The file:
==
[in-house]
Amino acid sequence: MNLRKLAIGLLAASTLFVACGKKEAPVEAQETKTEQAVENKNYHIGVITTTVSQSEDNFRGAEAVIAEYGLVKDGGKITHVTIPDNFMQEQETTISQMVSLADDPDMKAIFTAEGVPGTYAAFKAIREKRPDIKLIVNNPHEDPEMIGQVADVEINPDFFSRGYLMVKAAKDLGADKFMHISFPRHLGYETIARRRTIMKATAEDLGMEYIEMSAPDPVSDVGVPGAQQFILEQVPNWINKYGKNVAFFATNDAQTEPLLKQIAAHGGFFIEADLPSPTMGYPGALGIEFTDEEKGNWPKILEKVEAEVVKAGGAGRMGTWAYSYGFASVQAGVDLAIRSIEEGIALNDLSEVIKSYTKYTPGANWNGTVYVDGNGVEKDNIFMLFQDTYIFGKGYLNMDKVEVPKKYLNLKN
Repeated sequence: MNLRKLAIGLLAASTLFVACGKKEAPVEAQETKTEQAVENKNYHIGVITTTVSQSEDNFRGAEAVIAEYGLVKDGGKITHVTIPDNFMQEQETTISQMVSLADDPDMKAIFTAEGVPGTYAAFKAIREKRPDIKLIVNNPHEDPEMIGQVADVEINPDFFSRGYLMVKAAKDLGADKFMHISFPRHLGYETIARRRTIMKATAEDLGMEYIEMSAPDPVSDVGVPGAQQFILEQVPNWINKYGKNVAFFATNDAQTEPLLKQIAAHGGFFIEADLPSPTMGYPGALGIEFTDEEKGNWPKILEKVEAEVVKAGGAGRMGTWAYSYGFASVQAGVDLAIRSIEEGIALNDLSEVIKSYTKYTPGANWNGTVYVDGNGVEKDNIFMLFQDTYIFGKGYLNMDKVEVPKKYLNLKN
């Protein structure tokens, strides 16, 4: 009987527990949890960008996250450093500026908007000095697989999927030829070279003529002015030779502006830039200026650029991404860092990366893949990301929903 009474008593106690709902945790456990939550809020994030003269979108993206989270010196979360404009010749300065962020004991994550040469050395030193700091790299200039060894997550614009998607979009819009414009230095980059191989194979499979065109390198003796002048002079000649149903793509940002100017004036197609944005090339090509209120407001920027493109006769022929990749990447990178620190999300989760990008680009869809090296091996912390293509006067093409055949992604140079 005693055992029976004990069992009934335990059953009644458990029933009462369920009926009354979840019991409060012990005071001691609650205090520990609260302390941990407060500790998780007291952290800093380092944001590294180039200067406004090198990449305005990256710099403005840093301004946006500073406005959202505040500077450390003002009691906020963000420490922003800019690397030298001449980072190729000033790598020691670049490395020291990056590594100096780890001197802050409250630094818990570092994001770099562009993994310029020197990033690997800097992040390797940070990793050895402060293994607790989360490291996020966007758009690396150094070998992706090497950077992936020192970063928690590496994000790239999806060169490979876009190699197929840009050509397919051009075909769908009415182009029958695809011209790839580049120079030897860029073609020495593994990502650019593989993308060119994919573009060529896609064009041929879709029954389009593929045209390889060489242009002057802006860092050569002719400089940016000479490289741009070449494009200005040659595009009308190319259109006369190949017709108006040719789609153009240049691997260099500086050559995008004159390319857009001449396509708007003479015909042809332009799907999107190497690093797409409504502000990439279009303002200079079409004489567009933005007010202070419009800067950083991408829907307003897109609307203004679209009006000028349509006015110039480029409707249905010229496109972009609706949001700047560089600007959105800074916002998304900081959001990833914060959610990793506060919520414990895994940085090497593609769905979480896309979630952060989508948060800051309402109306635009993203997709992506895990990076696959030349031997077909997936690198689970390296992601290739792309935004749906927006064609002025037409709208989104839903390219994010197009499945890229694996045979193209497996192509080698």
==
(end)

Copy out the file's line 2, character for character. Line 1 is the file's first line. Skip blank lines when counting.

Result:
Amino acid sequence: MNLRKLAIGLLAASTLFVACGKKEAPVEAQETKTEQAVENKNYHIGVITTTVSQSEDNFRGAEAVIAEYGLVKDGGKITHVTIPDNFMQEQETTISQMVSLADDPDMKAIFTAEGVPGTYAAFKAIREKRPDIKLIVNNPHEDPEMIGQVADVEINPDFFSRGYLMVKAAKDLGADKFMHISFPRHLGYETIARRRTIMKATAEDLGMEYIEMSAPDPVSDVGVPGAQQFILEQVPNWINKYGKNVAFFATNDAQTEPLLKQIAAHGGFFIEADLPSPTMGYPGALGIEFTDEEKGNWPKILEKVEAEVVKAGGAGRMGTWAYSYGFASVQAGVDLAIRSIEEGIALNDLSEVIKSYTKYTPGANWNGTVYVDGNGVEKDNIFMLFQDTYIFGKGYLNMDKVEVPKKYLNLKN